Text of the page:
The Pitch: If you’re a Black Mirror fan — or even just a casual viewer of Charlie Brooker’s Emmy-winning anthology series — then you’re very familiar with the emotional journey of watching any new-to-you episode: Okay, what’s this about?, followed by Oh, so is this the twist?, followed by Oh yeah, this is the twist!, followed by Oh no, now that I know the twist, what’s going to happen to these poor people?
This is because, like an SNL sketch, figuring out “the game” is a huge aspect of the Black Mirror experience, and Season 6 is as devoted to this idea as ever (as evidenced by the strict list of things critics were asked not to spoil in advance). Another huge aspect of the Black Mirror experience, though, is a wild diversity of genres and tones across every new batch of episodes — Season 6 definitely features that kind of spread, so let’s discuss each episode individually, before reflecting on the season as a whole…
“Joan Is Awful”: Easily the most meta episode of Black Mirror to date, “Joan Is Awful” explores the state of streaming media today through the lens of the titular Joan (Annie Murphy), an ordinary woman living an ordinary life… until she discovers that a streaming service has launched a new TV show which mirrors (heh) her life to a shocking degree, albeit with much better casting.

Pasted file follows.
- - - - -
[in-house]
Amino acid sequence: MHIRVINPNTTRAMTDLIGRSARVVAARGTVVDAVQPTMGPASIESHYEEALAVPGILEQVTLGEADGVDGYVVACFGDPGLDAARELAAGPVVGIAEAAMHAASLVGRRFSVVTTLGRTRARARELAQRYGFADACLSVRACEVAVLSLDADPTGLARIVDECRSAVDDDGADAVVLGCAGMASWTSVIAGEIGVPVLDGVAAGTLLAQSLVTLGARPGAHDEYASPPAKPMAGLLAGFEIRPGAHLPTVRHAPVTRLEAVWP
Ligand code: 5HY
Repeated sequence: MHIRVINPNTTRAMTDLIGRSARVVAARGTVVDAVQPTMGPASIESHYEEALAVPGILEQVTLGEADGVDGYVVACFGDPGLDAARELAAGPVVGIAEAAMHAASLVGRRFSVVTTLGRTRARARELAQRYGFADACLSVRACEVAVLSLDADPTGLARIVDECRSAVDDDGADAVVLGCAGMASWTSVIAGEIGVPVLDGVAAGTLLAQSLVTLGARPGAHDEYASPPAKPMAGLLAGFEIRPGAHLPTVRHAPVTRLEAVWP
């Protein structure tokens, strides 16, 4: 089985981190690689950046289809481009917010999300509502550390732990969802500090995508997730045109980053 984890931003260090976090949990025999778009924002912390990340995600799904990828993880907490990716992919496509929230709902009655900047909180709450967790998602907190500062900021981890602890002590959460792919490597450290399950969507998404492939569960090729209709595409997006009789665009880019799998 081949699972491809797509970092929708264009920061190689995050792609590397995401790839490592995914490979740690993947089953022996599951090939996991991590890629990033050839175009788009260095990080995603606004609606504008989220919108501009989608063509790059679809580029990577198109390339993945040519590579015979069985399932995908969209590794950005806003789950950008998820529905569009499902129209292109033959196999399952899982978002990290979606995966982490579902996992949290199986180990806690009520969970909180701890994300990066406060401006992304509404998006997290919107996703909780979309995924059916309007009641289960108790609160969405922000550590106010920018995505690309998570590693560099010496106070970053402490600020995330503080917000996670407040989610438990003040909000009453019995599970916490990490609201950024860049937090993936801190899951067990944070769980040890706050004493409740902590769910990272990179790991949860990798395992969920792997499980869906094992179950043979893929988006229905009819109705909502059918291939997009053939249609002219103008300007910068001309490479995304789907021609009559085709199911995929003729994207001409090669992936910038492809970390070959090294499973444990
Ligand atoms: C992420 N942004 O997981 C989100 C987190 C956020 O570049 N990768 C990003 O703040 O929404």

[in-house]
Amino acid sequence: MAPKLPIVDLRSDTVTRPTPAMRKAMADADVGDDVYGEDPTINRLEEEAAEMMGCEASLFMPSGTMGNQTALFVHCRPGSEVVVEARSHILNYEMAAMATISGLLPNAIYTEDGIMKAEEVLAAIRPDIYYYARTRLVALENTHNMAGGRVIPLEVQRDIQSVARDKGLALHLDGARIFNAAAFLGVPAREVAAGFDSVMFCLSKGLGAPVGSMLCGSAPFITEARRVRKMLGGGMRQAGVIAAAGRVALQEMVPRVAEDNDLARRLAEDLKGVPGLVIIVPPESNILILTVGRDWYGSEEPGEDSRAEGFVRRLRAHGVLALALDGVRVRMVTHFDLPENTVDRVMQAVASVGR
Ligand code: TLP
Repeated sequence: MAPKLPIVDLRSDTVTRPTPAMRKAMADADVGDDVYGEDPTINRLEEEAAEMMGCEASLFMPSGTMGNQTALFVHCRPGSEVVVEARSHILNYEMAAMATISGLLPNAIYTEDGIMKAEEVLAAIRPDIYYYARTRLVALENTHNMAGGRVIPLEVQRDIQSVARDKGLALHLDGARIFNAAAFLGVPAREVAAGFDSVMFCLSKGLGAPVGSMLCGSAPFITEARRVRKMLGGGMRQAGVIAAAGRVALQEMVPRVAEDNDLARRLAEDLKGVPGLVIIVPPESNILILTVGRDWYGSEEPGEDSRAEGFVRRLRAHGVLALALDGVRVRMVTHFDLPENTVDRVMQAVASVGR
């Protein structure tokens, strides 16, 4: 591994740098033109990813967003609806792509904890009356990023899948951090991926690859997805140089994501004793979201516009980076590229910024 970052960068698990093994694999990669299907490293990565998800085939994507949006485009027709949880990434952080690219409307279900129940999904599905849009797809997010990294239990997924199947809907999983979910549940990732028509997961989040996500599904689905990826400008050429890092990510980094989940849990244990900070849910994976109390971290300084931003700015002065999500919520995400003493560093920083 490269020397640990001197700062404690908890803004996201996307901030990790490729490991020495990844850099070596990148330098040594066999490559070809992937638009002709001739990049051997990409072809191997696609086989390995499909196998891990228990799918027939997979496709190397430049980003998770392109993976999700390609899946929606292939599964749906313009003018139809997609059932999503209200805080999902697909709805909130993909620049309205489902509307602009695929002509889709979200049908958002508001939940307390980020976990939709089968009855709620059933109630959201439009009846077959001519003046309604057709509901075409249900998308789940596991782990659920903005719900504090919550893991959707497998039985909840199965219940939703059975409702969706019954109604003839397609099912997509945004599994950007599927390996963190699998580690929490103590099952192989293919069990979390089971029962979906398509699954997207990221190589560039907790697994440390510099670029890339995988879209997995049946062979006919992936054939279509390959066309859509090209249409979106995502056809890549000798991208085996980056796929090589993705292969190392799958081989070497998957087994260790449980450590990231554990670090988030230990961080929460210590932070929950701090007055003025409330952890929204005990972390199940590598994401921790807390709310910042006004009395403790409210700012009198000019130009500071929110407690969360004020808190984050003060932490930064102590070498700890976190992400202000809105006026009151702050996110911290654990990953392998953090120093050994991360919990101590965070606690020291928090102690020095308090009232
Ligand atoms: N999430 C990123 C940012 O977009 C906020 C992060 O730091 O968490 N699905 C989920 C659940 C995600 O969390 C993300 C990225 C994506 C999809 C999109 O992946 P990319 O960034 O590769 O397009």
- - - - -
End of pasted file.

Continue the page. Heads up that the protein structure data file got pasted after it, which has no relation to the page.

There’s a lot to unpack about what this episode, and by extension Brooker, has to say about the kinds of shows we’re seeing pop up on services just like Netflix “Streamberry” (the show’s in-world streamer — which you can explore on the Netflix home page right now). Perhaps the most genius element of “Joan Is Awful” is its casting, though, some of which you might not even properly appreciate until the final credits. It’s easily the most star-heavy ensemble of the season, for good reason.
“Loch Henry”: From heightened satire, the season shifts to a still kinda meta but spookier installment, in which a young man (Samuel Blenkin) and his girlfriend (Myha’la Herrold) return to his home village to make a documentary about one topic… only to discover a much more interesting topic in a locally notorious serial killer.
Since Black Mirror shifted from UK television to a Netflix production, the show has done its best to keep a global audience in mind while making sure at least one or two episodes per season are deeply rooted in some essential British-nesss. “Loch Henry” is very much part of that tradition, a classic example of small-town British murder drama, with love in its heart for old-school video technology.